Young Woman Among 2 People Killed in Iowa as George Floyd Protest Becomes Violent
Italia Marie Kelly was leaving a protest in a Walmart parking lot when she was shot
A 22-year-old Iowa woman was fatally shot in the back early Monday morning as she was leaving a protest against police brutality.
Italia Marie Kelly had been protesting with a friend Sunday night over the death of George Floyd when she began to feel uncomfortable at the late-night demonstration held in a Davenport Walmart parking lot, according to the Des Moines Register. As she and her friend got into their vehicle, Kelly was struck by a bullet that went through her shoulder and chest.
Kelly was transported to a hospital, where she was declared dead upon arrival.
"She was here trying to protest peacefully. These idiots just want to take it out of control and bring guns to a situation that don’t need to be here," her mother, Sharon Kelly, told WQAD. This needs to stop. It needs to stop now before another mother has to grieve like I do, and cry over her baby gone. It’s gotta stop."
Kelly was one of two people killed during the protest, which police say was attended by dozens of people who eventually dispersed from the parking lot and into the city, where things turned more violent.
At a press conference Monday morning, Mayor Mike Matson said the violence that ensued Sunday night was a stark contrast from the peaceful protests the day before.
"The incidents of last night were not about promoting justice, and they were not about honoring the memory of George Floyd," Matson said. "Instead they were intended to create chaos and purposely inflict damage throughout our community."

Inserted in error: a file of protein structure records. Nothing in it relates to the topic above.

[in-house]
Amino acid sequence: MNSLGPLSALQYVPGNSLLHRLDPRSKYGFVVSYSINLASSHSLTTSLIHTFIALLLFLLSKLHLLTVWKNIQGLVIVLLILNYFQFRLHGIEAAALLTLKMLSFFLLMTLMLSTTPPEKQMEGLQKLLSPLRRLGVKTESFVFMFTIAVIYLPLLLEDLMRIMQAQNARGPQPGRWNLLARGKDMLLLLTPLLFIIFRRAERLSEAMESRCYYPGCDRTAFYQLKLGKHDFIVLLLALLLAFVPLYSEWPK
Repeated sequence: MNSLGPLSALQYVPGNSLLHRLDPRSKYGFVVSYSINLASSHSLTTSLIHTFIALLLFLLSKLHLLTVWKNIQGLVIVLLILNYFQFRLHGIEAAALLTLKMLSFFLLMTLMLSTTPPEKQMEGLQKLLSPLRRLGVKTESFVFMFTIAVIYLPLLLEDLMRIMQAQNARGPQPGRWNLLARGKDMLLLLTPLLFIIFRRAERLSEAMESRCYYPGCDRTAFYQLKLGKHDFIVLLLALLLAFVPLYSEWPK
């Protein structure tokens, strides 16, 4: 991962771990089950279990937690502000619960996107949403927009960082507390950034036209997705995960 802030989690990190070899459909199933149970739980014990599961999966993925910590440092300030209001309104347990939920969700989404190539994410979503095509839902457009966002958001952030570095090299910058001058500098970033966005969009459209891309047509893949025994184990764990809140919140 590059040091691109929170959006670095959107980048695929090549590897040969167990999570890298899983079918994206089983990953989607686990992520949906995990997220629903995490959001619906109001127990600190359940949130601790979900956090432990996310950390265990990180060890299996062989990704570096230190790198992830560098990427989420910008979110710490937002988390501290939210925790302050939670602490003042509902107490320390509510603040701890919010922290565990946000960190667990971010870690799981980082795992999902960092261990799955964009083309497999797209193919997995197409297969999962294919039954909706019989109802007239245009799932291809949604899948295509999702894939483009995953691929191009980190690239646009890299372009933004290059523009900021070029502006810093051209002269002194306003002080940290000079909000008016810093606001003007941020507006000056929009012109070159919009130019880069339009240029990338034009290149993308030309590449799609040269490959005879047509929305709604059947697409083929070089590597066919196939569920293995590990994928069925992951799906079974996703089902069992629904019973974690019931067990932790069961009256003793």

No arrests have been made in the shootings.
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"She was always smiling, always laughing. That's why it's so sad that she was taken in such a violent way," Kelly's aunt, Amy Hale, told the Quad-City Times. "That is not Italia. She was the bright, bubbly big personality in the room."
Hale said her niece, who was biracial, had just left work when she went to protest. She was not surprised to hear of her niece taking action for what she felt was right— she had used her social media to speak out against racial inequality.
"Whenever there was an injustice, whenever she felt like someone wasn't being treated fairly, she wasn't one of those that would stand quietly on the sidelines," Hale told the Register. "She was the first one to express her [opinion] and try to right what was going on."
Following last week's killing of George Floyd in Minneapolis, protests have been staged across the country decrying police brutality and systemic racism. More than 30 major cities, including New York City, Los Angeles and Atlanta, have seen protests, with some erupting into violence.
In a recent interview with Good Morning America's Robin Roberts on Monday, Floyd's brother, Terrence Floyd, condemned the violence and looting occurring during some protests, saying that it is "overshadowing what's going on."
"He was about peace, he was about unity," he said of his brother.
To help combat systemic racism, consider learning from or donating to these organizations:
•Campaign Zero (joincampaignzero.org) which works to end police brutality in America through research-proven strategies.
•ColorofChange.org works to make government more responsive to racial disparities.
•National Cares Mentoring Movement (caresmentoring.org) provides social and academic support to help black youth succeed in college and beyond.